Ten hoorahs for Table View watch

Ryno Roberts, left, founded the Table View Neighbourhood Watch in 2008. Her served as chairman for six years. Grant Lemos, right, is the current chairman of the watch that won the Nieghbourhood Watch of the Year Award a few months ago.

It’s been 10 years since two attempted burglaries in the space of a month at Ryno Roberts’ Flamingo Vlei home prompted him, his brother, Waldo Roberts, and uncle, Jan Crafford, to start a small network of radios with neighbours in the street.

The Table View Neighbourhood Watch was born.

Since then it has grown rapidly and clinched the coveted Neighbourhood Watch of the Year Award. The watch is celebrating its 10th anniversary this year.

There had been no intention to start a watch, said Mr Roberts, as the neighbours had “just wanted to be there for each other”.

But by the end of 2008, it was up and running, and Mr Roberts had his work cut out, navigating the inexperienced organisation with about 100 members.

He admits there were feelings of “animosity” in the beginning between SAPS and the neighbourhood watch.

“They didn’t know what to do with us, and I think they felt we wanted to take over their jobs, but, with time, everyone saw the benefit of helping each other.”

In the past 10 years, he said, there had been a 180-degree turn in the relationship, with SAPS leaning increasingly on the watch’s help to keep Table View’s streets safe.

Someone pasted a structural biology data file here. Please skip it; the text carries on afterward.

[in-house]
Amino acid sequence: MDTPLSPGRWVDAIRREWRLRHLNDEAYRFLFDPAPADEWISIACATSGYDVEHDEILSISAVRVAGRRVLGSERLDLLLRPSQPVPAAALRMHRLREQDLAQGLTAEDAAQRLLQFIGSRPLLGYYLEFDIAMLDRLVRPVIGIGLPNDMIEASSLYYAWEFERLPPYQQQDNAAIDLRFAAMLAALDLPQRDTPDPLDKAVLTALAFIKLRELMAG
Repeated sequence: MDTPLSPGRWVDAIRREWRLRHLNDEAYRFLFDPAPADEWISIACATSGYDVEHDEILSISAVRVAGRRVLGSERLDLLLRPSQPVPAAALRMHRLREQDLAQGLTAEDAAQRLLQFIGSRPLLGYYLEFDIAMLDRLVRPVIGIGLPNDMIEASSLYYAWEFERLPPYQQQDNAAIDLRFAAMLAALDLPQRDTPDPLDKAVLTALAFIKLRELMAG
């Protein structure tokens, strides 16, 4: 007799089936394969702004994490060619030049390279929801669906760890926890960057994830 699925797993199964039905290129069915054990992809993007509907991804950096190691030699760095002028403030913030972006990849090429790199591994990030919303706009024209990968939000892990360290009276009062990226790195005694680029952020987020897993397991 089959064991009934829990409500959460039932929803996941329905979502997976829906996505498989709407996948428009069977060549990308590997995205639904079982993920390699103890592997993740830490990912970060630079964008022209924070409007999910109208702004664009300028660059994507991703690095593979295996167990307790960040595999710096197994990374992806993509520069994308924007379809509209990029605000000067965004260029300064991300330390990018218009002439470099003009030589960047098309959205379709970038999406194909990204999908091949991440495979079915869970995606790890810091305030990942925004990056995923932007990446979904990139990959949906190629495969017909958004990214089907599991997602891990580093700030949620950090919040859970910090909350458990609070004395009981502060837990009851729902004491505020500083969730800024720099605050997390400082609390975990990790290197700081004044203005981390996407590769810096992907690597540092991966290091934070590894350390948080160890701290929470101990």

The watch has had four chairmen to date, with Mr Roberts the longest serving. He was in the position for six years.

Grant Lemos, the current chair, said the watch had become bigger than anyone had anticipated and now had about 900 members.

“We have something very unique in this area. People who live here want to get involved. They want to make a change,” said Mr Lemos.

The watch will launch an app next month, which along with other functions, will let members log their patrol times and report emergencies with the press of a key.

“It is a privilege to lead from the front. I think the community puts huge faith and trust into the chairman and hopefully we will go from strength to strength,” said Mr Lemos.

Mr Roberts said it gave him goosebumps to think how far the watch had come from its humble beginnings.

“We used to have meetings in someone’s house or backyard. Now we have to book out venues,” he said.

Mr Lemos urged people to join the watch, saying it did not belong to the volunteers but to the entire community.

“Fresh blood comes with new ideas,” added Mr Roberts.

The date and venue for the watch’s 10th-anniversary party had yet to be announced, said Mr Lemos.